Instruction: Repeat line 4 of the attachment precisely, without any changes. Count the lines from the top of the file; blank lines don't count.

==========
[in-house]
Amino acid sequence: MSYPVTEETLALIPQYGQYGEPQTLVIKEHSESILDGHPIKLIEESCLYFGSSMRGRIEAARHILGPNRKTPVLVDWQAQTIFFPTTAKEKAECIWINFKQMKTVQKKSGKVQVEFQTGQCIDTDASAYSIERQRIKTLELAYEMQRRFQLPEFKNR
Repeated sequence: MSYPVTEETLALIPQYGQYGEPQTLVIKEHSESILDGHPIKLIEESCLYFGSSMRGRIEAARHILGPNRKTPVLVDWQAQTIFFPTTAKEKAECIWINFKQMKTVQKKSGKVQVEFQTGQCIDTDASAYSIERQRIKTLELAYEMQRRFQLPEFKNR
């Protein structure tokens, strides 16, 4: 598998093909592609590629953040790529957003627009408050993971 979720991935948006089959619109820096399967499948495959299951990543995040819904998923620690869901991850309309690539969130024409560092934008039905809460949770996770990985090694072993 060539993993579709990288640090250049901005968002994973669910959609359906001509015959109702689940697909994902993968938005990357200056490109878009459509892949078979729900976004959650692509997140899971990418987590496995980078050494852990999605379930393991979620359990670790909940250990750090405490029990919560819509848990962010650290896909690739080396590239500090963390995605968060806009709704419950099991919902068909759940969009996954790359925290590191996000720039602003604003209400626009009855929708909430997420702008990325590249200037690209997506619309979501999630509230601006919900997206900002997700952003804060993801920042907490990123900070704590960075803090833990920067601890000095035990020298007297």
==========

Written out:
């Protein structure tokens, strides 16, 4: 598998093909592609590629953040790529957003627009408050993971 979720991935948006089959619109820096399967499948495959299951990543995040819904998923620690869901991850309309690539969130024409560092934008039905809460949770996770990985090694072993 060539993993579709990288640090250049901005968002994973669910959609359906001509015959109702689940697909994902993968938005990357200056490109878009459509892949078979729900976004959650692509997140899971990418987590496995980078050494852990999605379930393991979620359990670790909940250990750090405490029990919560819509848990962010650290896909690739080396590239500090963390995605968060806009709704419950099991919902068909759940969009996954790359925290590191996000720039602003604003209400626009009855929708909430997420702008990325590249200037690209997506619309979501999630509230601006919900997206900002997700952003804060993801920042907490990123900070704590960075803090833990920067601890000095035990020298007297």